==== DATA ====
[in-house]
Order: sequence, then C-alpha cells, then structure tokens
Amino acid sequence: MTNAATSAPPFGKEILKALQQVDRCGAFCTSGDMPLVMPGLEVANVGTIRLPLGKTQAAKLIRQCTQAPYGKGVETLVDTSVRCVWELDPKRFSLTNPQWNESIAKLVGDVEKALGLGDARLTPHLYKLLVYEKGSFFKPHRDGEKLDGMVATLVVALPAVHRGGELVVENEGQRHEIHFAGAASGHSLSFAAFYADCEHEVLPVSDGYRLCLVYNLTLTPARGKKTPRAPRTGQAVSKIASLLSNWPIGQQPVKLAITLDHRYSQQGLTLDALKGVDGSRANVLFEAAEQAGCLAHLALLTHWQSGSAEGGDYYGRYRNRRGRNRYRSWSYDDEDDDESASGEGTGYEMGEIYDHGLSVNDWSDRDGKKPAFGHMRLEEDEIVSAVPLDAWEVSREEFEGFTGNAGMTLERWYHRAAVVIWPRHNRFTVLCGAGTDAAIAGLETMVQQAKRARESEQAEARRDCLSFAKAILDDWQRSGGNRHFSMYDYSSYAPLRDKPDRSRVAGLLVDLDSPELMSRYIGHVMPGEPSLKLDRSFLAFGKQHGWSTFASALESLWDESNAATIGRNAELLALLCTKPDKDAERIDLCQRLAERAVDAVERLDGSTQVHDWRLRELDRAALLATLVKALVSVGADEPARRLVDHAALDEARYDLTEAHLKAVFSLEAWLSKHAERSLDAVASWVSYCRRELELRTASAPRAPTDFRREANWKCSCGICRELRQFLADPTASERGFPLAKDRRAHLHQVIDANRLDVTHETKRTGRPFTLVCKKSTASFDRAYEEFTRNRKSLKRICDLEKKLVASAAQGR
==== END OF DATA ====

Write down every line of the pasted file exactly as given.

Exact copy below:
[in-house]
Order: sequence, then C-alpha cells, then structure tokens
Amino acid sequence: MTNAATSAPPFGKEILKALQQVDRCGAFCTSGDMPLVMPGLEVANVGTIRLPLGKTQAAKLIRQCTQAPYGKGVETLVDTSVRCVWELDPKRFSLTNPQWNESIAKLVGDVEKALGLGDARLTPHLYKLLVYEKGSFFKPHRDGEKLDGMVATLVVALPAVHRGGELVVENEGQRHEIHFAGAASGHSLSFAAFYADCEHEVLPVSDGYRLCLVYNLTLTPARGKKTPRAPRTGQAVSKIASLLSNWPIGQQPVKLAITLDHRYSQQGLTLDALKGVDGSRANVLFEAAEQAGCLAHLALLTHWQSGSAEGGDYYGRYRNRRGRNRYRSWSYDDEDDDESASGEGTGYEMGEIYDHGLSVNDWSDRDGKKPAFGHMRLEEDEIVSAVPLDAWEVSREEFEGFTGNAGMTLERWYHRAAVVIWPRHNRFTVLCGAGTDAAIAGLETMVQQAKRARESEQAEARRDCLSFAKAILDDWQRSGGNRHFSMYDYSSYAPLRDKPDRSRVAGLLVDLDSPELMSRYIGHVMPGEPSLKLDRSFLAFGKQHGWSTFASALESLWDESNAATIGRNAELLALLCTKPDKDAERIDLCQRLAERAVDAVERLDGSTQVHDWRLRELDRAALLATLVKALVSVGADEPARRLVDHAALDEARYDLTEAHLKAVFSLEAWLSKHAERSLDAVASWVSYCRRELELRTASAPRAPTDFRREANWKCSCGICRELRQFLADPTASERGFPLAKDRRAHLHQVIDANRLDVTHETKRTGRPFTLVCKKSTASFDRAYEEFTRNRKSLKRICDLEKKLVASAAQGR